While other lithium applications grow at a slow but steady rate, projected demand growth in batteries, especially for use in EVs and other forms of mobile energy storage is much higher. Furthermore, LIBs are gaining popularity in secondary storage applications which is forecast to become another area of strong demand growth.
It’s all about the batteries…
- ~700kg LCE is required per GWh of LIB.
- Roskill foresee possible 1,000GWh of batteries being required by 2026 just for EVs, up from an estimated ~90GWh in 2016.
- Hence approximately 1Mtpa of LCE would be required by 2026, a mighty 25% compound annual growth rate.
- Global electric vehicle sales grew 54% year on year in 2017 and are projected to rise by around 66% in 2018, based on data for the first 11 months on the year.
- Lithium-ion cell costs continue to fall from US$280/kWh in 2014 to below US$130/kWh in 2018. US$100/kWh is seen as the tipping point for EV price parity with ICE vehicles.
- The cost of lithium ion batteries, as a proportion of total battery cost varies from 2-10% based on size and chemical composition of the battery. All in, lithium price fluctuations should have limited impact on the end user via product pricing.
- Lepidico sees the opportunity for it to enter the lithium chemical market as a new competitive cost producer with attractive margins throughout the commodity price cycle. The lithium market is relatively opaque when compared to those for many other metals. This however, is likely to change as demand increases, with for example the London Metals Exchange considering its involvement via the introduction of lithium contract to better manage the market and provide greater price transparency.
Silica and its uses
Silica is an oxide of silicon with the chemical formula SiO2, which most commonly is found in nature as quartz and in various living organisms. Silica has various forms which can be important when considering its potential commercial application. Highly crystalline silica, such as in quartz is not reactive, but non-crystalline or amorphous silica, as produced from leaching mica minerals in acid, is extremely reactive.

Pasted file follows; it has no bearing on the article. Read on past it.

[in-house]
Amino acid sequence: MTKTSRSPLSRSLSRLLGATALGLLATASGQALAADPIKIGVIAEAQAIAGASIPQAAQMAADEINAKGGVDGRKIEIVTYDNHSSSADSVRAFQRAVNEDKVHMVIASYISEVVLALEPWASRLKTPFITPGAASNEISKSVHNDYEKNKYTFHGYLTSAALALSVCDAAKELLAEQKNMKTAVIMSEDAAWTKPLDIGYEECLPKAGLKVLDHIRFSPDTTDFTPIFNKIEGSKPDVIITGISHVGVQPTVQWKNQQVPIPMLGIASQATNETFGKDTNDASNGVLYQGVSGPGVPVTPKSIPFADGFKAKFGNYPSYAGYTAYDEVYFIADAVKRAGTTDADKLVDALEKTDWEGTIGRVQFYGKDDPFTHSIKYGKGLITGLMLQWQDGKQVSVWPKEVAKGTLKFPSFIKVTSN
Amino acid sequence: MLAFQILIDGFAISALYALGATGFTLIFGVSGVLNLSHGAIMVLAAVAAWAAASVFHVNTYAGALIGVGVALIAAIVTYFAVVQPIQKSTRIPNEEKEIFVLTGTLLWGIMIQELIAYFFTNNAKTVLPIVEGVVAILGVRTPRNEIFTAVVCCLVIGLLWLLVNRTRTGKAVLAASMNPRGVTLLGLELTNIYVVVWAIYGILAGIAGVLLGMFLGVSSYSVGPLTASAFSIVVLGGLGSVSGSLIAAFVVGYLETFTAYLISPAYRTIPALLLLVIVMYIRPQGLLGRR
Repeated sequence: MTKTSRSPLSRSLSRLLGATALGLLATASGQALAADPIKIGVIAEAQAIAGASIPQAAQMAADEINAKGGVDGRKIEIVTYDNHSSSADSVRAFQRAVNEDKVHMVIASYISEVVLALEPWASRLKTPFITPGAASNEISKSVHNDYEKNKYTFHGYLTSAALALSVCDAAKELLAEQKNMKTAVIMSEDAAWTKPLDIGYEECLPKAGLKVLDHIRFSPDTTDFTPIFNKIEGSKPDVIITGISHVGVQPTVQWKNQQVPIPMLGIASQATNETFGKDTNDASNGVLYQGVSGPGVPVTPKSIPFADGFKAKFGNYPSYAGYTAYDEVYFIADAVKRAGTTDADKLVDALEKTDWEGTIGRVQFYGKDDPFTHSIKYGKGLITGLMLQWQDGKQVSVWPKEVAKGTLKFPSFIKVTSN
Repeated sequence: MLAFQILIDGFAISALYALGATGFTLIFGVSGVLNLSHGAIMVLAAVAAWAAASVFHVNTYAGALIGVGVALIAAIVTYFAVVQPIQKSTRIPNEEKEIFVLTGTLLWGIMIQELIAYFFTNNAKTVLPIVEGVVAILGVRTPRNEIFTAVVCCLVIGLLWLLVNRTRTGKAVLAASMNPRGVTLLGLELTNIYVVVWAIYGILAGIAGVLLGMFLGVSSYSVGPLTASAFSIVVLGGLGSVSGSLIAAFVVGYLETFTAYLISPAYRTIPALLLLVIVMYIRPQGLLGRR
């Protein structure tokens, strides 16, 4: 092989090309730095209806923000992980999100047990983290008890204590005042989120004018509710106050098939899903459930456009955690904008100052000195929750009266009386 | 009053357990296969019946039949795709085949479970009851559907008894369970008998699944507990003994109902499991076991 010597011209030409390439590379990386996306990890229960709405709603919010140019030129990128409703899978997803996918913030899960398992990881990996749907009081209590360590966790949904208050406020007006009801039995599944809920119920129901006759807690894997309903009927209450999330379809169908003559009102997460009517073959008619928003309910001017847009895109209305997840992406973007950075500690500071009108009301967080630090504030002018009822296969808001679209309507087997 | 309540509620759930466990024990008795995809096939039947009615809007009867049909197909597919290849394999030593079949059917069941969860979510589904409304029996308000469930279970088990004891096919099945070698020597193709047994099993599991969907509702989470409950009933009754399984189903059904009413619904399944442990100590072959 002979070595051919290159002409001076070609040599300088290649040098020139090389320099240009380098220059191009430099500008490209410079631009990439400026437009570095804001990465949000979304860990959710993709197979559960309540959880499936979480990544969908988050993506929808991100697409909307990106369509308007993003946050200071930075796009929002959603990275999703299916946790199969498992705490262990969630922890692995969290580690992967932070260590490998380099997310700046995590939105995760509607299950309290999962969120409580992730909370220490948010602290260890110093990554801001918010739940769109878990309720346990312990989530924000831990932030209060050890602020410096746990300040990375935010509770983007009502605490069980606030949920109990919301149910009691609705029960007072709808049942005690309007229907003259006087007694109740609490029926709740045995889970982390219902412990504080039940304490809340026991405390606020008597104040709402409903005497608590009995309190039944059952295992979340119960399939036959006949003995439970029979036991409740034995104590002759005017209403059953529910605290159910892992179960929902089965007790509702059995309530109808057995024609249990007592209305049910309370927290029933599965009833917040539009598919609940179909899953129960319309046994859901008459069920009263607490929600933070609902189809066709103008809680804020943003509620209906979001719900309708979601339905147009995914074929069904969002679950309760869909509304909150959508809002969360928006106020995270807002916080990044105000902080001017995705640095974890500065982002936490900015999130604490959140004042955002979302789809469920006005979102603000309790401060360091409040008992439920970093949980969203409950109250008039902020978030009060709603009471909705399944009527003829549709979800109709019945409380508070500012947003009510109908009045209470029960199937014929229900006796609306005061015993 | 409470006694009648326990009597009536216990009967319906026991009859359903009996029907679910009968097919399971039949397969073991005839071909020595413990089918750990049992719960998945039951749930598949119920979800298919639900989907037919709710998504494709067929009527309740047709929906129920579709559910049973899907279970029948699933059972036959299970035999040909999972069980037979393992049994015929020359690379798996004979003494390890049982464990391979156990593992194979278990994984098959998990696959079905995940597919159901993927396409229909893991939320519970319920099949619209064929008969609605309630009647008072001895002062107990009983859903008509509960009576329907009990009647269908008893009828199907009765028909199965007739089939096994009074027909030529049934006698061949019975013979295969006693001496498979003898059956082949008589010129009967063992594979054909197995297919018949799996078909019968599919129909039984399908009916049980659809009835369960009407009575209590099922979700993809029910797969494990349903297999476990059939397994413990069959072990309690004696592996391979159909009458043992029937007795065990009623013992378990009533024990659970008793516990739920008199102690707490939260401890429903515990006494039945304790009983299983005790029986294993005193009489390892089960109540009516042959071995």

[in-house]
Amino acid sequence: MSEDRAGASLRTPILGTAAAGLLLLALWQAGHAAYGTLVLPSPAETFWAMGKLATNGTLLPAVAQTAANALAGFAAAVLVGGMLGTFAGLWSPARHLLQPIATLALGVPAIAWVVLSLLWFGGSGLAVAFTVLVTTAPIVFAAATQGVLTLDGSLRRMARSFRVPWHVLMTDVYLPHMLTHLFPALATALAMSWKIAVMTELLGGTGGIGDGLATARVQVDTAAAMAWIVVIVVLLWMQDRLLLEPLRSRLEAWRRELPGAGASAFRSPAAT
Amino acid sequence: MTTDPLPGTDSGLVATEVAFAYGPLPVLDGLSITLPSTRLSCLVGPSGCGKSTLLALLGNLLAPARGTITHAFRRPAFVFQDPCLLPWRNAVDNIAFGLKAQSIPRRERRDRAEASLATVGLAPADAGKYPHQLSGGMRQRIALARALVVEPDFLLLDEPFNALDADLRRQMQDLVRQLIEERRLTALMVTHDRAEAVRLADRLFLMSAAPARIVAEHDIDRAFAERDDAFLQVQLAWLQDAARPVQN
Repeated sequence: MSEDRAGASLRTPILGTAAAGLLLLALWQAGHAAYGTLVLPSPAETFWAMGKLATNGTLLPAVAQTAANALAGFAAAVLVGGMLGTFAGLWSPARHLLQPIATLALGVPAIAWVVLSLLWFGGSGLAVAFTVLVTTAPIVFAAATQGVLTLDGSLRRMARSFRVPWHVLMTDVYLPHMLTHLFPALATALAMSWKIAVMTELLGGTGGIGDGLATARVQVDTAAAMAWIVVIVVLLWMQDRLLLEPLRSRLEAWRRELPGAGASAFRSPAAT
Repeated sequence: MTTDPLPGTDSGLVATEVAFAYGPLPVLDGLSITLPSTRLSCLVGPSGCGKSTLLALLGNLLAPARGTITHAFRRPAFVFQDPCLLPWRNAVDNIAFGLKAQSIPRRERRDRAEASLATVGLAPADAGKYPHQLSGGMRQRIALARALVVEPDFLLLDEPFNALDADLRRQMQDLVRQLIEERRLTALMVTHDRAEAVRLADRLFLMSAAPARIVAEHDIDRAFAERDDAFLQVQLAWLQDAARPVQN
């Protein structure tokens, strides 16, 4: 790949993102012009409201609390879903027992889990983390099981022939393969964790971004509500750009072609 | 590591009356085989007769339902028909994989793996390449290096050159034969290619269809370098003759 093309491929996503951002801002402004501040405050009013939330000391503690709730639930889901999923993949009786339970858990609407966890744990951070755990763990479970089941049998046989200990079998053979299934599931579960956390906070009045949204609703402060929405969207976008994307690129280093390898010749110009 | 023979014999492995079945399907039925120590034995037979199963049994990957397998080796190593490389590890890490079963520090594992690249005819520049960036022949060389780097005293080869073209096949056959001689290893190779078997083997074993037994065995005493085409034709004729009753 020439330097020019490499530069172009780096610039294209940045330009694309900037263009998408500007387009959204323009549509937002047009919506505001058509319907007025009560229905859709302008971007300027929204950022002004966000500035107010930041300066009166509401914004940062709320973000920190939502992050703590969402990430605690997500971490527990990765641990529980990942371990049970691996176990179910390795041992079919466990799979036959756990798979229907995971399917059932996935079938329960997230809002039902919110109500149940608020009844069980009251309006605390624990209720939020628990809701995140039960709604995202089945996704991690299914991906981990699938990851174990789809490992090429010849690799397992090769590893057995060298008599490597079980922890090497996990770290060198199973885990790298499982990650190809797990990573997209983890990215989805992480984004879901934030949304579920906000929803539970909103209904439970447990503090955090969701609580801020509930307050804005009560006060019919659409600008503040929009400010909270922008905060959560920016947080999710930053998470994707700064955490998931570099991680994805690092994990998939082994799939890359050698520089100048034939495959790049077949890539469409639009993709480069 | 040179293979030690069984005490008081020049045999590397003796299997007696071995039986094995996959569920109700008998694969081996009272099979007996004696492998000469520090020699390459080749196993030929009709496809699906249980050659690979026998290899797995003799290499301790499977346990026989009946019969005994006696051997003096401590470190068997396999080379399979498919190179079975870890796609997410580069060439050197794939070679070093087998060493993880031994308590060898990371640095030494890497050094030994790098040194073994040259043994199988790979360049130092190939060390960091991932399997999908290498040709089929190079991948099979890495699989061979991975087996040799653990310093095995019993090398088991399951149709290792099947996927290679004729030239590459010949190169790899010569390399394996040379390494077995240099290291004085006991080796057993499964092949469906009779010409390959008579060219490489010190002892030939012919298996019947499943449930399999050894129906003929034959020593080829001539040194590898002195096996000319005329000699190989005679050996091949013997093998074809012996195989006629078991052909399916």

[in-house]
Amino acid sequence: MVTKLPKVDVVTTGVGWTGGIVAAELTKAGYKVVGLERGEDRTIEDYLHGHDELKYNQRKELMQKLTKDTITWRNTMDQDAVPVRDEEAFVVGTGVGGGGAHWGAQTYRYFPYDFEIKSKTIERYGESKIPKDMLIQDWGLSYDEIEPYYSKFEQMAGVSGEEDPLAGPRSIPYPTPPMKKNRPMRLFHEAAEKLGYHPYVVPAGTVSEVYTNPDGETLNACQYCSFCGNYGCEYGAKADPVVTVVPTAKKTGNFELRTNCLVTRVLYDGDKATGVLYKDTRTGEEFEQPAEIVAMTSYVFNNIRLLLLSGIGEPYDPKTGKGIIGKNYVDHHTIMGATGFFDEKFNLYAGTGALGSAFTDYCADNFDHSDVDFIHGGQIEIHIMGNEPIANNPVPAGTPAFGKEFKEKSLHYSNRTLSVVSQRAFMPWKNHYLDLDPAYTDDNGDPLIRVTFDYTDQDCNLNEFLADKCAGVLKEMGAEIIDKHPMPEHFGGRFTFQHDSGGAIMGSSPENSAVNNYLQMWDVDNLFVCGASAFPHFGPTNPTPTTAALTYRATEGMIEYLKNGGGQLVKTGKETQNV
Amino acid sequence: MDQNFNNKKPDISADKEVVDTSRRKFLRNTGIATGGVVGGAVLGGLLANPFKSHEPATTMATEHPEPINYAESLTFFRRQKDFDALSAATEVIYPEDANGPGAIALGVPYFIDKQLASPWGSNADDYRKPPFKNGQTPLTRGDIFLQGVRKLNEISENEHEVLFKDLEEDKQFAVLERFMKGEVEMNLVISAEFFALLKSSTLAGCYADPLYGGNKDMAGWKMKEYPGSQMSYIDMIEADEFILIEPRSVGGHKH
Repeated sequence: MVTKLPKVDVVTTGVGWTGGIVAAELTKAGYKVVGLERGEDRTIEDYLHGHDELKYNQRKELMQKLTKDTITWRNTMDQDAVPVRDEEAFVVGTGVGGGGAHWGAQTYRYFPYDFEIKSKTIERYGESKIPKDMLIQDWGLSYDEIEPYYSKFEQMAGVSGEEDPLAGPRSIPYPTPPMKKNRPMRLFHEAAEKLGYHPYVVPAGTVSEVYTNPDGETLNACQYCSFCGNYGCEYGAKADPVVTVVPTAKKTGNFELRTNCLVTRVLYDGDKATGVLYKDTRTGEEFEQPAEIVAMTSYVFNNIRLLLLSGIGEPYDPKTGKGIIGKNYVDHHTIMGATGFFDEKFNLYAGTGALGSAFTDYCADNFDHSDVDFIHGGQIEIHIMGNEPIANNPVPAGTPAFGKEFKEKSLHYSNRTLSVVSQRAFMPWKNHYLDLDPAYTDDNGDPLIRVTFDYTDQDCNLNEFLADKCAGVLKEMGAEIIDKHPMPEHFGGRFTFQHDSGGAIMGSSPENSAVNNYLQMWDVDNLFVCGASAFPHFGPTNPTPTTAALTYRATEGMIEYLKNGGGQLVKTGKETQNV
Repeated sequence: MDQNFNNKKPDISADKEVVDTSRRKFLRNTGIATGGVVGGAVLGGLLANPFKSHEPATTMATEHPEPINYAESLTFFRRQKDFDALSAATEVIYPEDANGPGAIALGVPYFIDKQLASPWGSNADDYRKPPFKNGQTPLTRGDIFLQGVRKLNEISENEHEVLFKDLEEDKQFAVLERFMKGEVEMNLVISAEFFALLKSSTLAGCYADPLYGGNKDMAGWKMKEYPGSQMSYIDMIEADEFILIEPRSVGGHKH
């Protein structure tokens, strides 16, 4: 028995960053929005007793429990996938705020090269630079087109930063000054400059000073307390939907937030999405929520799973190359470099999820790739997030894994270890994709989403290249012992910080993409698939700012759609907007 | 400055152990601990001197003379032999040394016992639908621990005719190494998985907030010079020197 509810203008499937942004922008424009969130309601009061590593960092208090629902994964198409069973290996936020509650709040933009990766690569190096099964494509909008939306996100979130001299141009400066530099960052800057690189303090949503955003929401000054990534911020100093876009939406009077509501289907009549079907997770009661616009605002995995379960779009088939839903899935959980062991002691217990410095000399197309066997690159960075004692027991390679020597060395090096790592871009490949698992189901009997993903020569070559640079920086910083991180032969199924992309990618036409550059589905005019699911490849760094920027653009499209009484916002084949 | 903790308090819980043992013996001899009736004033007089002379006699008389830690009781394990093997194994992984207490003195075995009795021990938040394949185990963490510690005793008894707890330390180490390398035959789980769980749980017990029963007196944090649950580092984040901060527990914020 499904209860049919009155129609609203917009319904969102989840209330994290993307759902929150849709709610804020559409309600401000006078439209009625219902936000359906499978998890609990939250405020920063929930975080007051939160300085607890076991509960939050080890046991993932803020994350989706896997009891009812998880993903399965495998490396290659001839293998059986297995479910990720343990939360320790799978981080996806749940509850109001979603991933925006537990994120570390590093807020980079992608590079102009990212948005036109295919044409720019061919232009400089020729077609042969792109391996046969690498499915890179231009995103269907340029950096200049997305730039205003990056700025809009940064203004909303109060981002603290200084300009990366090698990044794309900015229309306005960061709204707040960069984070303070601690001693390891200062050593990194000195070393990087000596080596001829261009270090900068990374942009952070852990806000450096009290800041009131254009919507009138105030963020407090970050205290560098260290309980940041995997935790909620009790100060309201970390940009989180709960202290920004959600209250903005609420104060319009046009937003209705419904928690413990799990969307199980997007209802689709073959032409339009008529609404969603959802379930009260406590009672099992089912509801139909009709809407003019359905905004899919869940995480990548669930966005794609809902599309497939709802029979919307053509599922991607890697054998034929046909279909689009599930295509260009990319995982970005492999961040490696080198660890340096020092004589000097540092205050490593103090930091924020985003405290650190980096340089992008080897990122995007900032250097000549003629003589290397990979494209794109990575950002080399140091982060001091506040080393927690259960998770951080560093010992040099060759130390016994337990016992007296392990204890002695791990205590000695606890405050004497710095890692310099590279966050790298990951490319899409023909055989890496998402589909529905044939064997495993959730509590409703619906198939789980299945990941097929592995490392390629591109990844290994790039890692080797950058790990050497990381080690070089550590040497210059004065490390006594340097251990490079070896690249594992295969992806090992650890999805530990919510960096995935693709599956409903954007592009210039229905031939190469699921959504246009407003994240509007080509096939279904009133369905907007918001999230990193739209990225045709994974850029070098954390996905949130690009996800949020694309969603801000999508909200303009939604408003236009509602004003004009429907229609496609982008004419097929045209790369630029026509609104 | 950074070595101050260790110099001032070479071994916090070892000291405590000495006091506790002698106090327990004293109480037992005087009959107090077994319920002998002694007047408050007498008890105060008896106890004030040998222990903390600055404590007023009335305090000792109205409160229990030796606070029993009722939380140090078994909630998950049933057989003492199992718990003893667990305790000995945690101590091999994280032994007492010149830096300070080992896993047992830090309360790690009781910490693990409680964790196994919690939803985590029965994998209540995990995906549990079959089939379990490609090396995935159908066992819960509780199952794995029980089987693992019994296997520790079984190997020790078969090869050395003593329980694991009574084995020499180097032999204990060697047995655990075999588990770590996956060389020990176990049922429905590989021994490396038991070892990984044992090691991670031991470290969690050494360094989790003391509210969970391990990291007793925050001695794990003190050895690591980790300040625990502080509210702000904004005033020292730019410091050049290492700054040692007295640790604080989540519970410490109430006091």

Amorphous silica also acts as a pozzolanic material. Pozzolanic materials do not react with water other than in the presence of lime, which occurs in concrete as a result of cement hydration. Lime is liberated from cement during its hydration at ambient temperatures. Amorphous silica materials form a class of Supplementary Cementitious Materials (SCM’s), which can be used to replace Ordinary Portland Cement in the manufacture of concrete and in so doing increase its compressive strength and resistance to chemical attack while reducing its carbon footprint.
SCM’s include fly ashes, slag cement (ground, granulated blast-furnace slag), silica fume and amorphous silica. These can be used individually with Portland Cement or blended cement or in different combinations.
Concrete is the most widely used material other than water worldwide. There is about 3.5 billion cubic metres of concrete produced annually worldwide primarily for use in construction related applications.
Potash and its uses
Sulphate of Potash (SOP) is an inorganic compound with formula K2SO4. SOP is a white water-soluble solid that is commonly used in higher value fertilizers, providing both potassium and a source of sulphur. Its high potassium content makes it ideal for encouraging strong plant development, particularly for fruits and vegetables. It also helps to ripen and strengthen plants ensuring they can defend against pest, disease and weather damage. Globally some 2 million tonnes of SOP is consumed each year.